Tech Bigwigs Put Their Kids in a School With No Computers

Illustration for article titled Tech Bigwigs Put Their Kids in a School With No Computers

CNN recently reported on a Silicon Valley phenomenon in which parents in the tech industry send their kids to schools designed to avoid technology. At the school featured in the report, the Waldorf School of the Peninsula, there is not a computer to be found.


These parents, such as the eBay executive featured in the report, believe there's time for technology outside of school, and that the classroom should be a place for more social, natural learning activities. Children bounce balls. They use chalkboards. They tug at ropes fitted in pulleys. At the accredited Waldorf schools worldwide, an aversion to technology is not a core tenet. It's more of a byproduct of the overall approach to education.

There is some appeal here. Kids should spend time running around outside. And, as the parent in the interview sees it, there is value in learning the science behind the computer. But does it really have to be all or nothing? A school should be competent enough to incorporate the important and educational aspects of technology. The screen can show more than just Fail compilations and online porn. [CNN]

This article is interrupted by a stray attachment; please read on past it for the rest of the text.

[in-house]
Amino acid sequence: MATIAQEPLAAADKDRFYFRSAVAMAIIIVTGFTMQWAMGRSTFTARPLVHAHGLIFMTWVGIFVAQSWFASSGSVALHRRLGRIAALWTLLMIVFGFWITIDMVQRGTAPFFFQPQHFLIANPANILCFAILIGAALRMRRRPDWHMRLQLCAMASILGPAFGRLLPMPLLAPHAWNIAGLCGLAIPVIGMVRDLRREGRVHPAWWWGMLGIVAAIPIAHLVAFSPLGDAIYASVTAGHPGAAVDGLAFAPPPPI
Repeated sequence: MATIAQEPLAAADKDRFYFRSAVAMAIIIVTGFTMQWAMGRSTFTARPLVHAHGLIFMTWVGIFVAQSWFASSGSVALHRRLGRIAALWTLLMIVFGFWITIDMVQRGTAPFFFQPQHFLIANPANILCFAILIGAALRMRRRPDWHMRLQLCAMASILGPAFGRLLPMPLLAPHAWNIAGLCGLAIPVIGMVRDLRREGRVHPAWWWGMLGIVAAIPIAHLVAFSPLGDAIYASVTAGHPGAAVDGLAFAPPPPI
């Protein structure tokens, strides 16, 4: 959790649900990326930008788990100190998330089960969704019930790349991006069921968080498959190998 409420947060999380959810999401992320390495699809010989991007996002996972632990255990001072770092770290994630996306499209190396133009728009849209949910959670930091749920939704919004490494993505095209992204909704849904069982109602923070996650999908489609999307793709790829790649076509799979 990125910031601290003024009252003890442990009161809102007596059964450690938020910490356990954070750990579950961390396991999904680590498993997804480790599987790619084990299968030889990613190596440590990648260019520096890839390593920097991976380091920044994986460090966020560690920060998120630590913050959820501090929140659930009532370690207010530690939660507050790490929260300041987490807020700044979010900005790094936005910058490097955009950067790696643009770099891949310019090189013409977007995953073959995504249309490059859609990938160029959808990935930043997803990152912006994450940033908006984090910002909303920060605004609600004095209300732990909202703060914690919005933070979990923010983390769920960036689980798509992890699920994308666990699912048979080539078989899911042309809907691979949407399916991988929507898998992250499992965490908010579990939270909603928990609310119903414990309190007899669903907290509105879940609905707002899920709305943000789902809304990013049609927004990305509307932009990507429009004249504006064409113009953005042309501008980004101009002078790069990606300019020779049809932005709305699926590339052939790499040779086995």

After reading some of the posts above stating how kids can fall behind if they don’t have computer training, I’m stuck scratching my head. Personally I went to Purdue for engineering and was actually shocked with how the math classes were taught. I thought that this school was going to push using technology to solve all the math problems that they tossed at us, and the opposite happened. Think about this, most of the calculus classes didn’t allow you to use a calculator because they wanted you to solve the problems using your own brain.

Now this method of teaching continued into my main core engineering classes where we had professors actually force us to generate our homework and calcs by hand (no typing up your homework with excel or Mathcad). Their main goal was to teach us how to find the right answer, and have us develop a basic understanding so we can do a gut check when we do use a computer (just because a computer output says something is ok, doesn’t mean that it is).

School is not about teaching you how to use a resource, instead school is about teaching you how to ask the right questions, and how to find the right answers. Yes technology will often be part of that, but it will never be the answer we are seeking, but instead the tool to get us there.